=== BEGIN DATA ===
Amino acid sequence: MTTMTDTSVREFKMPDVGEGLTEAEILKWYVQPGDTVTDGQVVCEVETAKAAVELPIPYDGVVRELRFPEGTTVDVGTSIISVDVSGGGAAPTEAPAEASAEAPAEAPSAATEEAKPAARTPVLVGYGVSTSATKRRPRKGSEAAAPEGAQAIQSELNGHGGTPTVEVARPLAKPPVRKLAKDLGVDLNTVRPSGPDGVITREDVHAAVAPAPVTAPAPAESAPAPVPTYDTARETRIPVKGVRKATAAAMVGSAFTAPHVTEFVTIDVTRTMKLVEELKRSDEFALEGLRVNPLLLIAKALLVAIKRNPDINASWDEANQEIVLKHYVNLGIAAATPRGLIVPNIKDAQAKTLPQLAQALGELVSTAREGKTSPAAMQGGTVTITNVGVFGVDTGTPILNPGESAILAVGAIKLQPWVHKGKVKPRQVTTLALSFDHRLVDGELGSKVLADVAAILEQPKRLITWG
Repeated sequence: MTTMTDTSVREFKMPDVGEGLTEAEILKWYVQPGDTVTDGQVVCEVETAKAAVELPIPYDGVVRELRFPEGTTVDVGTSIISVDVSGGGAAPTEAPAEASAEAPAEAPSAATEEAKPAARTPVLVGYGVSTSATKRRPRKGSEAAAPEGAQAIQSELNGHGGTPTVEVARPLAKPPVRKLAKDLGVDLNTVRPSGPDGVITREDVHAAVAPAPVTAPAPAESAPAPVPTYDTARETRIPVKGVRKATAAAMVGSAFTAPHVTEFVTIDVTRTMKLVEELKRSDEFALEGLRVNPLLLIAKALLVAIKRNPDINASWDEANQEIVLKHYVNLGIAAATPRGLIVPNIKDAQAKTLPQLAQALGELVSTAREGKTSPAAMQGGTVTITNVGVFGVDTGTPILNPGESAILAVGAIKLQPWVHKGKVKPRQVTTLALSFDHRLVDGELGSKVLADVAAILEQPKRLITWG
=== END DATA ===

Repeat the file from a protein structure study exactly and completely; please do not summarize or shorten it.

Amino acid sequence: MTTMTDTSVREFKMPDVGEGLTEAEILKWYVQPGDTVTDGQVVCEVETAKAAVELPIPYDGVVRELRFPEGTTVDVGTSIISVDVSGGGAAPTEAPAEASAEAPAEAPSAATEEAKPAARTPVLVGYGVSTSATKRRPRKGSEAAAPEGAQAIQSELNGHGGTPTVEVARPLAKPPVRKLAKDLGVDLNTVRPSGPDGVITREDVHAAVAPAPVTAPAPAESAPAPVPTYDTARETRIPVKGVRKATAAAMVGSAFTAPHVTEFVTIDVTRTMKLVEELKRSDEFALEGLRVNPLLLIAKALLVAIKRNPDINASWDEANQEIVLKHYVNLGIAAATPRGLIVPNIKDAQAKTLPQLAQALGELVSTAREGKTSPAAMQGGTVTITNVGVFGVDTGTPILNPGESAILAVGAIKLQPWVHKGKVKPRQVTTLALSFDHRLVDGELGSKVLADVAAILEQPKRLITWG
Repeated sequence: MTTMTDTSVREFKMPDVGEGLTEAEILKWYVQPGDTVTDGQVVCEVETAKAAVELPIPYDGVVRELRFPEGTTVDVGTSIISVDVSGGGAAPTEAPAEASAEAPAEAPSAATEEAKPAARTPVLVGYGVSTSATKRRPRKGSEAAAPEGAQAIQSELNGHGGTPTVEVARPLAKPPVRKLAKDLGVDLNTVRPSGPDGVITREDVHAAVAPAPVTAPAPAESAPAPVPTYDTARETRIPVKGVRKATAAAMVGSAFTAPHVTEFVTIDVTRTMKLVEELKRSDEFALEGLRVNPLLLIAKALLVAIKRNPDINASWDEANQEIVLKHYVNLGIAAATPRGLIVPNIKDAQAKTLPQLAQALGELVSTAREGKTSPAAMQGGTVTITNVGVFGVDTGTPILNPGESAILAVGAIKLQPWVHKGKVKPRQVTTLALSFDHRLVDGELGSKVLADVAAILEQPKRLITWG